Coach Alban is entering his third season as the head men's and women's swimming coach at Pitt-Bradford.
In his second season leading the program, Alban guided his squad to more school history as Jillian Wright finished the 100-breaststroke with a record-breaking time of 1:14.91 at the 2018 AMCC Championships.
No other women's swim team in the conference had as much success as the Panthers in the classroom in 2017-18, as Pitt-Bradford took home the AMCC's Team Peak Performer award for having the conference's highest cumulative GPA for the respective sport (3.361).
The squad also earned CSCAA Scholar All-America status for the second-straight year.
In his first year at the helm, Alban's women's team broke a pair of school records (400-IM and 400-medley relay). At the AMCC conference meet, the squad took sixth place. The team was honored with Scholar All-American Status as well.
Prior to coming to Pitt-Bradford, he spent five years as an assistant swimming and diving coach at the University of the South located in Sewanee, Tenn.
With the Tigers, Alban helped coach five swimmers to the NCAA Division III championships, five honorable mention All-Americans, and one All-American. During his time there, the Sewanee swim program established 19 school records, and he earned Collegeswimming.com Assistant Coach of the Year Honorable Mention recognition in 2013.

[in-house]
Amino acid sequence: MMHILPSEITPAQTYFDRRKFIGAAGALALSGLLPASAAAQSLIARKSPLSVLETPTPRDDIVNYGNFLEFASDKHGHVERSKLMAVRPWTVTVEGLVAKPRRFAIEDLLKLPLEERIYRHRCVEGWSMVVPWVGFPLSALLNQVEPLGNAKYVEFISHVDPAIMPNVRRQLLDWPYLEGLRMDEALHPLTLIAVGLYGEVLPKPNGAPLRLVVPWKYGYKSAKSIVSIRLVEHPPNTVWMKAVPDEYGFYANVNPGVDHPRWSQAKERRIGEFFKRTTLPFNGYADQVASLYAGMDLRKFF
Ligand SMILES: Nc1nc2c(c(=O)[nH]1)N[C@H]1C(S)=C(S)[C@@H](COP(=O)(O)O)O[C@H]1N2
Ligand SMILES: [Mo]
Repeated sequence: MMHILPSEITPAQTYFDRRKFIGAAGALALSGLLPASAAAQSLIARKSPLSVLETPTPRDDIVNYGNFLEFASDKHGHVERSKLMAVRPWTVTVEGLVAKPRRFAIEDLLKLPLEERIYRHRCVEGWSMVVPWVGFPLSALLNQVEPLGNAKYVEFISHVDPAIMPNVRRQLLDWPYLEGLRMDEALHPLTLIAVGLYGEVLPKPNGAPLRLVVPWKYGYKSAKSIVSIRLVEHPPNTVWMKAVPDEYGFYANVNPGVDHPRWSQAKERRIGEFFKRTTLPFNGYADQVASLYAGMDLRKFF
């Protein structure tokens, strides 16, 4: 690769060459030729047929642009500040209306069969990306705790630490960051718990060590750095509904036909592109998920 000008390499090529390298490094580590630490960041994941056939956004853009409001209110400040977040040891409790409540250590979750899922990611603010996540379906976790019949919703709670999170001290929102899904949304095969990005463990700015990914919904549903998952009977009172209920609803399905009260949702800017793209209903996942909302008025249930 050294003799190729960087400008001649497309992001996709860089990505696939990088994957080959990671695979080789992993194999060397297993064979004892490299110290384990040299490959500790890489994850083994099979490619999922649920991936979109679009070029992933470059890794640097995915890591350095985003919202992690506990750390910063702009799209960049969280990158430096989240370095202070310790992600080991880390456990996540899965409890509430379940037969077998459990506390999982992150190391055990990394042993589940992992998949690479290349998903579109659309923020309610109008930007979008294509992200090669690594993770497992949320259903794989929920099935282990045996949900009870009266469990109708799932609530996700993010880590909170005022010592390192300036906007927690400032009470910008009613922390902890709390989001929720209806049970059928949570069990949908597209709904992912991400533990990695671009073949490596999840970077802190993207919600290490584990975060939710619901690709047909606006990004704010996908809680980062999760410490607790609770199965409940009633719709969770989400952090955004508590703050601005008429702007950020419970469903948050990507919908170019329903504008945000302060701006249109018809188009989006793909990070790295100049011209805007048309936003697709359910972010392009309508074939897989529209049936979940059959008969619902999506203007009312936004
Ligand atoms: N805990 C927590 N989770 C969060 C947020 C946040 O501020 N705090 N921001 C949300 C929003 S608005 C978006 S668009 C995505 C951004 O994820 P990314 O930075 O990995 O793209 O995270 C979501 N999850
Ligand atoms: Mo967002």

Prior to coaching at Sewanee, Alban was a graduate assistant at Goucher College in Baltimore, Md., for two years, during which time the men's team broke 17 schools records and the women's team three.
In addition, Alban was previously the pool manager and head swim team coach at the Towson Country Club, coached for the North Baltimore Aquatics Club, and also at Wappingers Central School District, in Wappingers Falls, N.Y., and the Big Blue Swimming Club in Beacon, N.Y.
Alban is a graduate of Loyola College in Maryland, where he earned his Bachelor of Science in mathematical science, and Goucher, where he received his Master in Education in athletic leadership and administration.
He was a four-year Division I varsity letter winner at Loyola and a four-year ECAC qualifier. He left the Greyhounds sitting in the top five in school history in six events and having reached the finals of every MAAC Conference championship event in which he had qualified.